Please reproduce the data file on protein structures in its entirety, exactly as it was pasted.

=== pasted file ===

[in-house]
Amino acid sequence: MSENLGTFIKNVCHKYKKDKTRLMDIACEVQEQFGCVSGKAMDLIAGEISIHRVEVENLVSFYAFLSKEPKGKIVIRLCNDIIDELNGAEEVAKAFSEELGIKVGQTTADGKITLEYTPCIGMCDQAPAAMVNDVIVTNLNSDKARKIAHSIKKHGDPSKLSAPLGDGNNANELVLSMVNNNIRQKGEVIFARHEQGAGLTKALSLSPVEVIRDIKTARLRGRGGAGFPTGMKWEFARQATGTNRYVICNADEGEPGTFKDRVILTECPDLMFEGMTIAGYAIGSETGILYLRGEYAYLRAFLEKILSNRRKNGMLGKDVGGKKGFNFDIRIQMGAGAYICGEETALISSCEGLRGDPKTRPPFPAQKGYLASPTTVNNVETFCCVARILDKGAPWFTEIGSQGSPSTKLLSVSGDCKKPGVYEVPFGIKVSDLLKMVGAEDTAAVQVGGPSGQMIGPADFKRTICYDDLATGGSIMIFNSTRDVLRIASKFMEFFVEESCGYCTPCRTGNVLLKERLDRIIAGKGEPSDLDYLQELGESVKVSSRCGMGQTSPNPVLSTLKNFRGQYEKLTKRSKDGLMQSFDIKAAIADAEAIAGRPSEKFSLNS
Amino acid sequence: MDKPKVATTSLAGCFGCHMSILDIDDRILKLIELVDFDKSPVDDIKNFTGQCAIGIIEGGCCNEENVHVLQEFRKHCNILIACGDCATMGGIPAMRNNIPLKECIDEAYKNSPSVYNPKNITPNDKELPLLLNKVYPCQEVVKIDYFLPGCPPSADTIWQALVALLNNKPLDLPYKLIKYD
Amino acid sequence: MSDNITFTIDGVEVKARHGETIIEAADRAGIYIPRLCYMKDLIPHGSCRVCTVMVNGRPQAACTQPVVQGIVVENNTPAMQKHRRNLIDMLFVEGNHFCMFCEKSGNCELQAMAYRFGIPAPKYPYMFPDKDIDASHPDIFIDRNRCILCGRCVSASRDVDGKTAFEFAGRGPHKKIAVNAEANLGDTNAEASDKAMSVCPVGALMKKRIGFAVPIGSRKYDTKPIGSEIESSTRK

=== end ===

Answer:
[in-house]
Amino acid sequence: MSENLGTFIKNVCHKYKKDKTRLMDIACEVQEQFGCVSGKAMDLIAGEISIHRVEVENLVSFYAFLSKEPKGKIVIRLCNDIIDELNGAEEVAKAFSEELGIKVGQTTADGKITLEYTPCIGMCDQAPAAMVNDVIVTNLNSDKARKIAHSIKKHGDPSKLSAPLGDGNNANELVLSMVNNNIRQKGEVIFARHEQGAGLTKALSLSPVEVIRDIKTARLRGRGGAGFPTGMKWEFARQATGTNRYVICNADEGEPGTFKDRVILTECPDLMFEGMTIAGYAIGSETGILYLRGEYAYLRAFLEKILSNRRKNGMLGKDVGGKKGFNFDIRIQMGAGAYICGEETALISSCEGLRGDPKTRPPFPAQKGYLASPTTVNNVETFCCVARILDKGAPWFTEIGSQGSPSTKLLSVSGDCKKPGVYEVPFGIKVSDLLKMVGAEDTAAVQVGGPSGQMIGPADFKRTICYDDLATGGSIMIFNSTRDVLRIASKFMEFFVEESCGYCTPCRTGNVLLKERLDRIIAGKGEPSDLDYLQELGESVKVSSRCGMGQTSPNPVLSTLKNFRGQYEKLTKRSKDGLMQSFDIKAAIADAEAIAGRPSEKFSLNS
Amino acid sequence: MDKPKVATTSLAGCFGCHMSILDIDDRILKLIELVDFDKSPVDDIKNFTGQCAIGIIEGGCCNEENVHVLQEFRKHCNILIACGDCATMGGIPAMRNNIPLKECIDEAYKNSPSVYNPKNITPNDKELPLLLNKVYPCQEVVKIDYFLPGCPPSADTIWQALVALLNNKPLDLPYKLIKYD
Amino acid sequence: MSDNITFTIDGVEVKARHGETIIEAADRAGIYIPRLCYMKDLIPHGSCRVCTVMVNGRPQAACTQPVVQGIVVENNTPAMQKHRRNLIDMLFVEGNHFCMFCEKSGNCELQAMAYRFGIPAPKYPYMFPDKDIDASHPDIFIDRNRCILCGRCVSASRDVDGKTAFEFAGRGPHKKIAVNAEANLGDTNAEASDKAMSVCPVGALMKKRIGFAVPIGSRKYDTKPIGSEIESSTRK